A new business start-up program promises to help Northwest entrepreneurs launch their business plans toward success.
The region’s first business start-up accelerator, Costarter, was announced Tuesday at the Northwestern Ontario Innovation Centre on the Confederation College campus. The program is designed to provide investment and guidance to entrepreneurs looking to get business ideas off the ground.
Costarter program co-ordinator Terry Smith has previously seen the effects an accelerator program can have, and said it's like a shot of adrenaline to hopeful entrepreneurs.
“They need what every business needs, and that is access to money, time and space, and connections and resources,” Smith said.
Smith added that the program is looking for would-be entrepreneurs who are in the extreme early stages of their business start up. Many of those people may be looking at a one or two-year timeline before they can witness their first sale.
"We’re hoping to shrink that down to two to three months,” Smith said.
The program is going to select five start-ups for an intensive three-month development program to aid with product development, create a customer base, and grow their organization.
Northwestern Ontario Innovation Centre manager Judy Sander said prior to Costarter, entrepreneurs would have to take a gradual approach to implement their business plan.
Often it would be years before the plans would come to fruition, which could derail the dreams of those working under tight finances or deadlines.
“What we’ve seen in other communities is a huge demand,” Sander said. “I do know of people who are out there and are a perfect fit. We want the best teams and the best ideas. We have five to build on, and we want five winners.”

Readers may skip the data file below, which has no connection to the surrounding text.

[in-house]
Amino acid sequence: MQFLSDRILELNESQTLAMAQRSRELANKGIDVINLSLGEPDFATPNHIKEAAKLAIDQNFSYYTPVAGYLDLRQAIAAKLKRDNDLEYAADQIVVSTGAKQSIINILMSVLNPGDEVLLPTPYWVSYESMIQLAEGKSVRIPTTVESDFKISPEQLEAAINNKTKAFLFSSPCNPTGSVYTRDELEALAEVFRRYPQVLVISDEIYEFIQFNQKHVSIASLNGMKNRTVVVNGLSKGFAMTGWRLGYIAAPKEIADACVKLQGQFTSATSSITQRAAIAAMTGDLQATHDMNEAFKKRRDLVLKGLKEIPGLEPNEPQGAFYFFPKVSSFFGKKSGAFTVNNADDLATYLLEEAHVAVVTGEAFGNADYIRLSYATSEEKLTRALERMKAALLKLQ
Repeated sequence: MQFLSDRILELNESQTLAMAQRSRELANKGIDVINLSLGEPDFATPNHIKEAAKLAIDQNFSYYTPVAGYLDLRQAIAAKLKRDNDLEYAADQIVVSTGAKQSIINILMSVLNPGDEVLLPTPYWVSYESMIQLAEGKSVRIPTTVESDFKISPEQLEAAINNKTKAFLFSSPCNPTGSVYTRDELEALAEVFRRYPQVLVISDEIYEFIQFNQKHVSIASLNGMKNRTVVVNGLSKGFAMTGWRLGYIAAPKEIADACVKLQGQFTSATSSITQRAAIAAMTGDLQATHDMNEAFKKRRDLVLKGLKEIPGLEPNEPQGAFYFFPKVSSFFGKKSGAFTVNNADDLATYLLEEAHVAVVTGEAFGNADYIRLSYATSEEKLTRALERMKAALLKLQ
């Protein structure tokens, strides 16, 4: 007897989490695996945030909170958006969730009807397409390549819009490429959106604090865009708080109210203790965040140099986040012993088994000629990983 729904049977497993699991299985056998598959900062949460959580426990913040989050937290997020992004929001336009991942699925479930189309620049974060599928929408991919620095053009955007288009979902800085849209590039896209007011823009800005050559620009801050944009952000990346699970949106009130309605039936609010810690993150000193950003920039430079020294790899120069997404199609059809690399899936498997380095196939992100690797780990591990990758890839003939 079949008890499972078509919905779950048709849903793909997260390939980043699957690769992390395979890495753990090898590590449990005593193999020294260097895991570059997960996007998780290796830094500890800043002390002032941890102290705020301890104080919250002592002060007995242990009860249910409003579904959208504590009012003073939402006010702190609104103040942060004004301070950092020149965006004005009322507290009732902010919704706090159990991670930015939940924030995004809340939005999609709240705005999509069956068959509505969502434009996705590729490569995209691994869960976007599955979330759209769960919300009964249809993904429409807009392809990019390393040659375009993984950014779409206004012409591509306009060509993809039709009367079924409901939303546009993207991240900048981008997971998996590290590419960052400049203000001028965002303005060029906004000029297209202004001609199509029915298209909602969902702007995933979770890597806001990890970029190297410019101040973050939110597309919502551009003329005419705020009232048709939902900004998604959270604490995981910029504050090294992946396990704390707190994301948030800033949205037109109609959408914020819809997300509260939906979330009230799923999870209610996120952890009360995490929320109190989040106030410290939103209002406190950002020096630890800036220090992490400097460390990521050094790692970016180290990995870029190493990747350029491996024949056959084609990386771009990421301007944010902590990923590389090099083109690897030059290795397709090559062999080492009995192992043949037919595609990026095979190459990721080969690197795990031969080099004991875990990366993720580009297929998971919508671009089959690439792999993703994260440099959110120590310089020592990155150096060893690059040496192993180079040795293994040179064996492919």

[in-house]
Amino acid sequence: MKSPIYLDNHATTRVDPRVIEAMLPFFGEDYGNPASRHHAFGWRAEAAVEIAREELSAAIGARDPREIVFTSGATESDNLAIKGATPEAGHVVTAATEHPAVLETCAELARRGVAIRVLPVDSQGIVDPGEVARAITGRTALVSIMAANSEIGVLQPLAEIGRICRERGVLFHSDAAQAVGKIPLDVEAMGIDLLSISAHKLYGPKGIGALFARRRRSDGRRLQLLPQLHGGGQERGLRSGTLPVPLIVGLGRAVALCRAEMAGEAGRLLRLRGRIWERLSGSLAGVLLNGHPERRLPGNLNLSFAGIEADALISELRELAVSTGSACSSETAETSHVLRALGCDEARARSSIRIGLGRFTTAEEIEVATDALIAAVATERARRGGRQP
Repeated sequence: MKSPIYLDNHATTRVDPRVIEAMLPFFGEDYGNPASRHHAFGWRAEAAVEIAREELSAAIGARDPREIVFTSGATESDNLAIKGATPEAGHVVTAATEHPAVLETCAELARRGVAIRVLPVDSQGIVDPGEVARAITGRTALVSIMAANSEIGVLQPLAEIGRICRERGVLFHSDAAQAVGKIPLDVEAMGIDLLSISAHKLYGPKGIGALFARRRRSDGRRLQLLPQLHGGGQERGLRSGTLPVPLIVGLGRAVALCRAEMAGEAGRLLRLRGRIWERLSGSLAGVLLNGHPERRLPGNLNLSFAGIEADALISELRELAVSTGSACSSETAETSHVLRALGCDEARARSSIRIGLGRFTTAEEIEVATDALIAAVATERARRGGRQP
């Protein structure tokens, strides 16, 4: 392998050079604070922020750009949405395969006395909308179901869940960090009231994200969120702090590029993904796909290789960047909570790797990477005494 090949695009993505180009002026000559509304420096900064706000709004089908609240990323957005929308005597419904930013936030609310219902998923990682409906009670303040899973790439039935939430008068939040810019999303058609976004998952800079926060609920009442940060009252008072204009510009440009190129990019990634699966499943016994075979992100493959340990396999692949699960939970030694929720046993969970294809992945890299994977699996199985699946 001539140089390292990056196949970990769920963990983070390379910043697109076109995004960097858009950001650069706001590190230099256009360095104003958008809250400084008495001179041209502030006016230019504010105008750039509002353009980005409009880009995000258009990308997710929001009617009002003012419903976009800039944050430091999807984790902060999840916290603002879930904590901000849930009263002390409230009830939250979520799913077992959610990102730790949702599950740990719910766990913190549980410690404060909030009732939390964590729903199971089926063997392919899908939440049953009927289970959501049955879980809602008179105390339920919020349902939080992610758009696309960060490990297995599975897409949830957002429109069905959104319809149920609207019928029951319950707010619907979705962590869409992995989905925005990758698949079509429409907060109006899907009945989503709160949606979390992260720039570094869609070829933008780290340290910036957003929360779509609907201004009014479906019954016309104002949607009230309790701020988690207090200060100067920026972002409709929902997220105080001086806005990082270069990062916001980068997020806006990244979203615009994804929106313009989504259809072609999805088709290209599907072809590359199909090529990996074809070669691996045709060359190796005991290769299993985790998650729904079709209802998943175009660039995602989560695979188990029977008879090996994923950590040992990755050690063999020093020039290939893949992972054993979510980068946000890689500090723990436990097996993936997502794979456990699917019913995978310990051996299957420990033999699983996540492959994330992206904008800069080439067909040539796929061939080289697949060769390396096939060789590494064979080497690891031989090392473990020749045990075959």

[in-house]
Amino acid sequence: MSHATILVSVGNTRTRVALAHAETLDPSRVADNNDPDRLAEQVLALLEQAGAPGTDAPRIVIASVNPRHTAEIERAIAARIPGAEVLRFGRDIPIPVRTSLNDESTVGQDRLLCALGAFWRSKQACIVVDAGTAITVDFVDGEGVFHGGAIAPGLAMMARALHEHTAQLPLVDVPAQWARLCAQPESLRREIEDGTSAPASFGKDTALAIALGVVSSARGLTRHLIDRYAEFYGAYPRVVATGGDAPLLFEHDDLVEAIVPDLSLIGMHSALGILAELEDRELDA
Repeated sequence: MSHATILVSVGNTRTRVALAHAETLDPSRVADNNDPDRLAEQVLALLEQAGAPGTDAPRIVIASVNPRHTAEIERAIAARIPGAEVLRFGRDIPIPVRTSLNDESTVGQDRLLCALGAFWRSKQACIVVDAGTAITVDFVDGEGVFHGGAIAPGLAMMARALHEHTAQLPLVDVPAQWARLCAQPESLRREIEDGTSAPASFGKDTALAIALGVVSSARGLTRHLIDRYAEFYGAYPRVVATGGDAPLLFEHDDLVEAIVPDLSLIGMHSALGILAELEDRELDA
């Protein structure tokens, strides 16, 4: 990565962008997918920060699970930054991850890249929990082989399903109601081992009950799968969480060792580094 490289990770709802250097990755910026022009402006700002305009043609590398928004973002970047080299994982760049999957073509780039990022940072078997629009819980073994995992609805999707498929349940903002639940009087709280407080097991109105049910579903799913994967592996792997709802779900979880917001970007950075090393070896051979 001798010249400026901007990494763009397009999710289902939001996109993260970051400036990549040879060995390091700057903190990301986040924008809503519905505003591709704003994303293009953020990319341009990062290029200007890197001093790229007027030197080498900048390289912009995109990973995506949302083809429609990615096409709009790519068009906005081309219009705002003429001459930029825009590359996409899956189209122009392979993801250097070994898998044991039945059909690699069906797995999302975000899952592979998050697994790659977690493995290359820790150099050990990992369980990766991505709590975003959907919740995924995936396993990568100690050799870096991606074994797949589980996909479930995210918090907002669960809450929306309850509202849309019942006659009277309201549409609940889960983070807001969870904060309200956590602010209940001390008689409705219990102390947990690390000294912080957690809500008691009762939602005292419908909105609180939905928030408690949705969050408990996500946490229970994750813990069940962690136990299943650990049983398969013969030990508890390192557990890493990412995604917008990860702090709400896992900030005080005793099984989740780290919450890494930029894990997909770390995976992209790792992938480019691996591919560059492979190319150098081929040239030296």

Each entrepreneur will receive $15,000, and will be selected by a committee to help determine the viability of their plan, and get to work out of the innovation centre.
“There is a selection committee made up of all of our partners and they will choose based on their ability to be successful and we’re going to be judging that,” Smith said.
“Obviously it’s early stage so it’s hard to judge but we’re looking at the thoughtfulness of the idea, do they have a market, do they have potential customers, how are they going to reach them, and all of the things you see in a normal business plan.”
Thunder Bay Community Economic Development Commission CEO Doug Murray said the initiative is driven towards keeping people in Thunder Bay to pursue their plans instead of forcing them to move to another community.
He added the program can also diversify the economic portfolio of the region, and thinks communication technology and idea based plans will benefit.
“Somebody will have an interesting idea that we can now accelerate through and get them in that next phase where we have further programs to help them along,” Murray said, and added the city is hoping to catch up to other communities and create a start-up friendly atmosphere.
“We’re not talking about bricks and mortar for a lot of these businesses that will start-up. A lot of these are going to be idea generated and stuff that’s done on the Internet or services like apps on phones.”
Meanwhile, the investor community seems to be quite receptive to supporting the program.
Smith explained investing from the initial days of an entrepreneurial business gives investors a greater knowledge of the plan’s progress and chances of further success.
“From the investor community we’re seeing a really positive response because they love getting early access to these companies, and that’s something they don’t have right now,” Smith explained. “This program allows them to have early access to see if they’re hitting their milestones early on, hitting their goals and if they’ll invest in them in the future.”
Interested teams can apply online to www.costarter.ca throughout the month of October.
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